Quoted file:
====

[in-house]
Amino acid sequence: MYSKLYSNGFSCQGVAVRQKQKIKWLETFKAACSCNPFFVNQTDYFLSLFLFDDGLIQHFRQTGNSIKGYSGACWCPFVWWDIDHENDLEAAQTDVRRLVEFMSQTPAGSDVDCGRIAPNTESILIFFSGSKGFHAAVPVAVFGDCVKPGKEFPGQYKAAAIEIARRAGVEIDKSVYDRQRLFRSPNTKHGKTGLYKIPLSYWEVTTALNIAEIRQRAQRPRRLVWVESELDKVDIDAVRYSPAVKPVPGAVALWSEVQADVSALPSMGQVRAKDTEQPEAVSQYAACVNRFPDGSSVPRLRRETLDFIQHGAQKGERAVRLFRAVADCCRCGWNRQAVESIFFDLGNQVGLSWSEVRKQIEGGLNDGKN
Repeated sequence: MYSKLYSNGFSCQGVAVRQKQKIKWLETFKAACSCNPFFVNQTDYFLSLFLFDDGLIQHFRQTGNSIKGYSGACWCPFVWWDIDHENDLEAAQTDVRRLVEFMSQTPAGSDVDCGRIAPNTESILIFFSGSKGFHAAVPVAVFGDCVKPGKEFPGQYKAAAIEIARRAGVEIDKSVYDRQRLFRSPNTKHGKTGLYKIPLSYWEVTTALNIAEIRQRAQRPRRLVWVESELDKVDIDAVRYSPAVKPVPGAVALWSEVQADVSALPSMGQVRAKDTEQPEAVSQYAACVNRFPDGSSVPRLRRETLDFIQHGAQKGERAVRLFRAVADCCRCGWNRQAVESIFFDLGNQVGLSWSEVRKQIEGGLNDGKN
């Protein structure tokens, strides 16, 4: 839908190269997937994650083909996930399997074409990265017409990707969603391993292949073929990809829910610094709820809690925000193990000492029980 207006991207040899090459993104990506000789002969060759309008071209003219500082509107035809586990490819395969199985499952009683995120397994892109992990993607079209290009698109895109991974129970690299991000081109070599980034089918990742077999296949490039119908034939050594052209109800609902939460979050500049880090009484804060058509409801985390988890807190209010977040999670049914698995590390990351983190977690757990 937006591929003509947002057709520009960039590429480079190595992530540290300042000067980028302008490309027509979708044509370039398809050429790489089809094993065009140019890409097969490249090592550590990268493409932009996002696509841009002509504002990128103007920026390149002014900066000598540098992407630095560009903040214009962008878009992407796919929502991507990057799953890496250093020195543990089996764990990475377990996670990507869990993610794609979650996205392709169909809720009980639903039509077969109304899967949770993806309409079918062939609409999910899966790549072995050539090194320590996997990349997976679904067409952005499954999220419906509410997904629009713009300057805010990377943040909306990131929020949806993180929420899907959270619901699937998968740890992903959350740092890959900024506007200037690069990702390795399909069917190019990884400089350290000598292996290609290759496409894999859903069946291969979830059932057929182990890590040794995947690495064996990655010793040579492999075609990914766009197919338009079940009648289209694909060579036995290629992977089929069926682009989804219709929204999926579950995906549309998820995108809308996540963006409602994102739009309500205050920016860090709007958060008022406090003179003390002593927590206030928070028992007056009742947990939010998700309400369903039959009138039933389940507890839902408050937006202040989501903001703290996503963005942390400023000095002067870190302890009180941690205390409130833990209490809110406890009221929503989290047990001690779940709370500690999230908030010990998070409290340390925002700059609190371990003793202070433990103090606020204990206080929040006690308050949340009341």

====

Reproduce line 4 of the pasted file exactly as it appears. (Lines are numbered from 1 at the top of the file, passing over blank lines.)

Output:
């Protein structure tokens, strides 16, 4: 839908190269997937994650083909996930399997074409990265017409990707969603391993292949073929990809829910610094709820809690925000193990000492029980 207006991207040899090459993104990506000789002969060759309008071209003219500082509107035809586990490819395969199985499952009683995120397994892109992990993607079209290009698109895109991974129970690299991000081109070599980034089918990742077999296949490039119908034939050594052209109800609902939460979050500049880090009484804060058509409801985390988890807190209010977040999670049914698995590390990351983190977690757990 937006591929003509947002057709520009960039590429480079190595992530540290300042000067980028302008490309027509979708044509370039398809050429790489089809094993065009140019890409097969490249090592550590990268493409932009996002696509841009002509504002990128103007920026390149002014900066000598540098992407630095560009903040214009962008878009992407796919929502991507990057799953890496250093020195543990089996764990990475377990996670990507869990993610794609979650996205392709169909809720009980639903039509077969109304899967949770993806309409079918062939609409999910899966790549072995050539090194320590996997990349997976679904067409952005499954999220419906509410997904629009713009300057805010990377943040909306990131929020949806993180929420899907959270619901699937998968740890992903959350740092890959900024506007200037690069990702390795399909069917190019990884400089350290000598292996290609290759496409894999859903069946291969979830059932057929182990890590040794995947690495064996990655010793040579492999075609990914766009197919338009079940009648289209694909060579036995290629992977089929069926682009989804219709929204999926579950995906549309998820995108809308996540963006409602994102739009309500205050920016860090709007958060008022406090003179003390002593927590206030928070028992007056009742947990939010998700309400369903039959009138039933389940507890839902408050937006202040989501903001703290996503963005942390400023000095002067870190302890009180941690205390409130833990209490809110406890009221929503989290047990001690779940709370500690999230908030010990998070409290340390925002700059609190371990003793202070433990103090606020204990206080929040006690308050949340009341």